A Midsummmer Nights Dream

In: English and Literature

Submitted By sweetfacetoocute
Words 13358
Pages 54
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Act 1, Scene 1 | Original Text | Modern Text | | Enter THESEUS, HIPPOLYTA, and PHILOSTRATE, with others | THESEUS and HIPPOLYTA enter withPHILOSTRATE and others. |

5 | THESEUSNow, fair Hippolyta, our nuptial hourDraws on apace. Four happy days bring inAnother moon. But oh, methinks how slowThis old moon wanes! She lingers my desires,Like to a stepdame or a dowagerLong withering out a young man’s revenue. | THESEUSOur wedding day is almost here, my beautiful Hippolyta. We’ll be getting married in four days, on the day of the new moon. But it seems to me that the days are passing too slowly—the old moon is taking too long to fade away! That old, slow moon is keeping me from getting what I want, just like an old widow makes her stepson wait to get his inheritance. |

10 | HIPPOLYTAFour days will quickly steep themselves in night.Four nights will quickly dream away the time.And then the moon, like to a silver bowNew bent in heaven, shall behold the nightOf our solemnities. | HIPPOLYTANo, you’ll see, four days will quickly turn into four nights. And since we dream at night, time passes quickly then. Finally the new moon, curved like a silver bow in the sky, will look down on our wedding celebration. |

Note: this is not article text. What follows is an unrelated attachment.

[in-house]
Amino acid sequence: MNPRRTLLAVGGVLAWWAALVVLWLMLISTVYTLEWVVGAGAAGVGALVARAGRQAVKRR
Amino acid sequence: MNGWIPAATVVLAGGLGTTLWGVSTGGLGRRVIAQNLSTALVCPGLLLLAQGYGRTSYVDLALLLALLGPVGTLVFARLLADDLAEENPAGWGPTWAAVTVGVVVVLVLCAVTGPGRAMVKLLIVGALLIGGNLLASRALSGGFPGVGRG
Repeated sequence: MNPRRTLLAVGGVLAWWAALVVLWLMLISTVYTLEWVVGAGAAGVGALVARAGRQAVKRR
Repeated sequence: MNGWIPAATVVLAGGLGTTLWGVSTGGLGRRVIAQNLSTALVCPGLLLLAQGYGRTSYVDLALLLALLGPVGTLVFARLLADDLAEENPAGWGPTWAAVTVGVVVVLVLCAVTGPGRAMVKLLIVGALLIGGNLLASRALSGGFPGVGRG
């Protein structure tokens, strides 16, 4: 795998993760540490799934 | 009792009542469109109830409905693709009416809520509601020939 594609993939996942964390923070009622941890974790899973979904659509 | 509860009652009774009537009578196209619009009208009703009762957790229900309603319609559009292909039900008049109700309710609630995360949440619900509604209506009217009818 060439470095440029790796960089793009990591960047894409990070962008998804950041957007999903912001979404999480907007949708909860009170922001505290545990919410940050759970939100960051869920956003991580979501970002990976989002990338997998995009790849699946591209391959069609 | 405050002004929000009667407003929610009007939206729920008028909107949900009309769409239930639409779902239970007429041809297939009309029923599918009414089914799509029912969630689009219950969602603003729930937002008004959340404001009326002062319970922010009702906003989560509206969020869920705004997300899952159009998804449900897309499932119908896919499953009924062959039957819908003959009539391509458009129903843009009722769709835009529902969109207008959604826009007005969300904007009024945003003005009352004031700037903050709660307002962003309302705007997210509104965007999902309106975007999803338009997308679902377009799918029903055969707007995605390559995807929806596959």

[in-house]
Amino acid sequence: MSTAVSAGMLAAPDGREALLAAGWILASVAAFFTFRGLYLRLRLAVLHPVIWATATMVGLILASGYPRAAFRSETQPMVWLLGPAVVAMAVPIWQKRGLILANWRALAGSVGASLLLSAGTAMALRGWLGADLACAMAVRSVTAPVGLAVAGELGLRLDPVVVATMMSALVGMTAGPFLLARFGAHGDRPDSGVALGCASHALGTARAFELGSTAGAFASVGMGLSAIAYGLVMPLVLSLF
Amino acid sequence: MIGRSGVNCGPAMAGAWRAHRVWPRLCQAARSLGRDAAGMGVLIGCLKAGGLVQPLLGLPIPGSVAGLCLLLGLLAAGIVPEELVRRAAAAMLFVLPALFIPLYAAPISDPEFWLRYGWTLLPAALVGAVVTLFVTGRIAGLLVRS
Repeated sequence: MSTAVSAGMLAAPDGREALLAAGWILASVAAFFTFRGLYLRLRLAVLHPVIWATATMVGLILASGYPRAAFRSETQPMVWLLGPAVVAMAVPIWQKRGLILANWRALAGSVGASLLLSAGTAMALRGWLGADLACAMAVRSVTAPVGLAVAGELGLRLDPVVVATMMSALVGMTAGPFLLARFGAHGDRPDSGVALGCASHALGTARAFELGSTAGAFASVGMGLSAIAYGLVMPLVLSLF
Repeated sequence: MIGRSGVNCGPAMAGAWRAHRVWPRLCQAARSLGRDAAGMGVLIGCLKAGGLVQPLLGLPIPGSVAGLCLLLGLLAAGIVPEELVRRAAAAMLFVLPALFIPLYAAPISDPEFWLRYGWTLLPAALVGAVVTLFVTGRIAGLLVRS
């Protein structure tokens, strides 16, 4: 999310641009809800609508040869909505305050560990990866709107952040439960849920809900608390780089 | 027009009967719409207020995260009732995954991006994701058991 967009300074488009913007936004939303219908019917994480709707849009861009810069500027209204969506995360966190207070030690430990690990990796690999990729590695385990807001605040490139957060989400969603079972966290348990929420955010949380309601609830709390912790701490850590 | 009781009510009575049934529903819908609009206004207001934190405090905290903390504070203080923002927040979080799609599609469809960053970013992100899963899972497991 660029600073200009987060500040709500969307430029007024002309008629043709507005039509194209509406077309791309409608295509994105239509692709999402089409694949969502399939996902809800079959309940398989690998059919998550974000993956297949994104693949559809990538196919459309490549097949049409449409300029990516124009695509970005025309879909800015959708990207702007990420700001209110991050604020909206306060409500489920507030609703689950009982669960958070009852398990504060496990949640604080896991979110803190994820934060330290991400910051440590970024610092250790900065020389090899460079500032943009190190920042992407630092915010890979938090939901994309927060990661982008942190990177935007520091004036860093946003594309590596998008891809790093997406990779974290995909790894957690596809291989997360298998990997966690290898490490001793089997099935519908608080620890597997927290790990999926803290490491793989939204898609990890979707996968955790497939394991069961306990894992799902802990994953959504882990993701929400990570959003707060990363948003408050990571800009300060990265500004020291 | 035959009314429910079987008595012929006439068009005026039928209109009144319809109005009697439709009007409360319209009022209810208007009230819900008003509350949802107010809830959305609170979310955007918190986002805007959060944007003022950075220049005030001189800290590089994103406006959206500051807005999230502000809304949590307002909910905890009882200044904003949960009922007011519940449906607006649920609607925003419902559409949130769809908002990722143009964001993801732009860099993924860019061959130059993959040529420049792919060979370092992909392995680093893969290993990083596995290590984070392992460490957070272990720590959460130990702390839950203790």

15 | THESEUS Go, Philostrate,Stir up the Athenian youth to merriments.Awake the pert and nimble spirit of mirth.Turn melancholy forth to funerals.The pale companion is not for our pomp. | THESEUSGo, Philostrate, get the young people of Athens ready to celebrate and have a good time. Sadness is only appropriate for funerals. We don’t want it at our festivities. | | Exit PHILOSTRATE | PHILOSTRATE exits. | | Hippolyta, I wooed thee with my swordAnd won thy love doing thee injuries.But I will wed thee in another key,With pomp, with triumph, and with reveling. | Hippolyta, I wooed you with…...

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